[CrossRef]

V. L. Vinetskii and N. V. Kukhtarev, “Theory of the conductivity induced by recording holographic gratingsin nonmetalic crystals,” Sov. Phys. Solid State 16, 2414–2415 (1975).

1969 (1)

H. W. Kogelnik, “Coupled wave theory for thick hologram gratings,” Bell Syst. Tech. J. 48, 2909–2947 (1969).
[CrossRef]

Bacher, G. D.

The fact that, in the most rigorous treatment, electron mobilityis a second-rank tensor rather than a scalar has no consequences for gratingsaligned along the crystal principal axes. This is the case in the presentone-dimensional analysis. The anisotropy of the mobility tensor, however, may become important for spatial multiplexing. For measurements of mobilityanisotropy see D. Mahgerefteh, D. Kilrillov, R. S. Cudney, G. D. Bacher, R. M. Pierce, and J. Feinberg, Phys. Rev. B 53, 7094–7098 (1996). Similar analysis applies for the relative permittivity of the electricfield (used in Poisson's equation).
[CrossRef]

Bai, Y. S.

Bashaw, M. C.

J. F. Heanue, M. C. Bashaw, and L. Hesselink, “Volume holographic storage and retrieval of digital data,” Science 265, 749–752 (1994).
[CrossRef] [PubMed]

M. C. Bashaw, M. Jenanathan, and L. Hesselink, “Theory of two-center transport in photorefractive media for low-intensity, continuous-wave illumination in the quasi-steady-state limit,” J. Opt. Soc. Am. B 11, 1743–1757 (1994).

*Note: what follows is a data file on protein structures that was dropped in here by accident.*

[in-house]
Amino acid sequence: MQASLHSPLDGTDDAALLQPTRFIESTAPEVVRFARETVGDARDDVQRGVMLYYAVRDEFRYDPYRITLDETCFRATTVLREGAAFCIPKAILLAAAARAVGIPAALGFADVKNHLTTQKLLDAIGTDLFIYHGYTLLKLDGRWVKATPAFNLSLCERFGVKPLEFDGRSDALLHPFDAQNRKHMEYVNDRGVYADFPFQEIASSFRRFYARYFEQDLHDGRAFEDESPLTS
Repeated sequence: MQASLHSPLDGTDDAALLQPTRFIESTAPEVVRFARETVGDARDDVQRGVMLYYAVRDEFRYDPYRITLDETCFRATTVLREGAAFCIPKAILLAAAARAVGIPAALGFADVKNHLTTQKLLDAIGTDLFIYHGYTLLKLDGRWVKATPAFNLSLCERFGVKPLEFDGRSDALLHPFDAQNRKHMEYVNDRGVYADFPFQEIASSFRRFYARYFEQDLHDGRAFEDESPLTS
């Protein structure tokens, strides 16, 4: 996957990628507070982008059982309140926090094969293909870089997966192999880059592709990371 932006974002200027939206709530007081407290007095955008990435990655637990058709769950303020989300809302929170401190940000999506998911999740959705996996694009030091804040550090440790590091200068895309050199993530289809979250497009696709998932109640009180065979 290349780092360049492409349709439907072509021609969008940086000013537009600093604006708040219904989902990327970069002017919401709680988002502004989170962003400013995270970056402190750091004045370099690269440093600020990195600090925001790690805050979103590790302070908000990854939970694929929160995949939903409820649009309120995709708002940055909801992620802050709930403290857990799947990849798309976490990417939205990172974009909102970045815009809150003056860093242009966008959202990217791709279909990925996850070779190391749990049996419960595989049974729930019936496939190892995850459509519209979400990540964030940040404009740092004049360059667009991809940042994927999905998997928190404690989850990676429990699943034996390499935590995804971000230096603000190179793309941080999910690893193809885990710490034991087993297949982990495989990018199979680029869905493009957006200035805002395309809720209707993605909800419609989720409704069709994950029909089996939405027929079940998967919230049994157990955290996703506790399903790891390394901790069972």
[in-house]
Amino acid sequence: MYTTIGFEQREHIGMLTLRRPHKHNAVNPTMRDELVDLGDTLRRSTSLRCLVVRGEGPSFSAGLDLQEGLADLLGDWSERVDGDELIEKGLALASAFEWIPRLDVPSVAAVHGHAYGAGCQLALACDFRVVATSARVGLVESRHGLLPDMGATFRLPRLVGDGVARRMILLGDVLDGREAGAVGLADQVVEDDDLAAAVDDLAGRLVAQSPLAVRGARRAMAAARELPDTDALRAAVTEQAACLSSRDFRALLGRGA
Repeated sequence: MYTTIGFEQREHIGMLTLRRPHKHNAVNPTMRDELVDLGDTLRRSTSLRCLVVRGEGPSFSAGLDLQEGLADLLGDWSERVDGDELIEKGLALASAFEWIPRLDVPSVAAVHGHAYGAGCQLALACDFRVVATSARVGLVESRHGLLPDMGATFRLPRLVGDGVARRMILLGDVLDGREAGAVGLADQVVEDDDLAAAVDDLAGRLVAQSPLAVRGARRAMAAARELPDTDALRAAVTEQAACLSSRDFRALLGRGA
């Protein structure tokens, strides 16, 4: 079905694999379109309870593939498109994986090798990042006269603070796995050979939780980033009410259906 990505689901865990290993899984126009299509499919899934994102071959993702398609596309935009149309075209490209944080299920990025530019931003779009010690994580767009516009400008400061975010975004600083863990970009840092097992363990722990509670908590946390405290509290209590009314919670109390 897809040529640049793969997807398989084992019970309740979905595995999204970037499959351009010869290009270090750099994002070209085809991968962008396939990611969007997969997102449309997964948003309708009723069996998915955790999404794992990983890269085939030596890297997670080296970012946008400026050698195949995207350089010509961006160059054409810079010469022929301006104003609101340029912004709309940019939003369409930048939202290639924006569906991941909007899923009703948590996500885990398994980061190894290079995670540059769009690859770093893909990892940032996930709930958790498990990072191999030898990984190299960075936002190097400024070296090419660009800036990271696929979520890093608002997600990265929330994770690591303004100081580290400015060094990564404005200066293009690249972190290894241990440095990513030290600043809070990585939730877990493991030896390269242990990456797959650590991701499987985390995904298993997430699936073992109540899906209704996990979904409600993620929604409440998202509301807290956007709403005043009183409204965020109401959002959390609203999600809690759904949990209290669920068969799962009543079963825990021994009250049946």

[CrossRef]

L. Hesselink and M. C. Bashaw, “Optical memories implemented with photorefractive media,” Opt. Quantum Electron. 25, S611–S661 (1993).
[CrossRef]

Buse, K.

K. Buse, F. Jermann, and E. Krätzig, “Infrared holographic recording in LiNbO3:Cu,” Appl. Phys. A 58, 191–195 (1994).
[CrossRef]

K. Buse, L. Holtmann, and E. Krätzig, “Two-step photorefractive hologram recording in LiNbO3:Fe,” Ferroelectrics 141, 197–205 (1993).
[CrossRef]

K. Buse, L. Holtmann, and E. Krätzig, “Activation of BaTiO3for infrared holographic recording,” Opt. Commun. 85, 183–186 (1991).
[CrossRef]

Cudney, R. S.

The fact that, in the most rigorous treatment, electron mobilityis a second-rank tensor rather than a scalar has no consequences for gratingsaligned along the crystal principal axes. This is the case in the presentone-dimensional analysis. The anisotropy of the mobility tensor, however, may become important for spatial multiplexing. For measurements of mobilityanisotropy see D. Mahgerefteh, D. Kilrillov, R. S. Cudney, G. D. Bacher, R. M. Pierce, and J. Feinberg, Phys. Rev. B 53, 7094–7098 (1996). Similar analysis applies for the relative permittivity of the electricfield (used in Poisson's equation).
[CrossRef]

Feinberg, J.

The fact that, in the most rigorous treatment, electron mobilityis a second-rank tensor rather than a scalar has no consequences for gratingsaligned along the crystal principal axes. This is the case in the presentone-dimensional analysis. The anisotropy of the mobility tensor, however, may become important for spatial multiplexing. For measurements of mobilityanisotropy see D. Mahgerefteh, D. Kilrillov, R. S. Cudney, G. D. Bacher, R. M. Pierce, and J. Feinberg, Phys. Rev. B 53, 7094–7098 (1996). Similar analysis applies for the relative permittivity of the electricfield (used in Poisson's equation).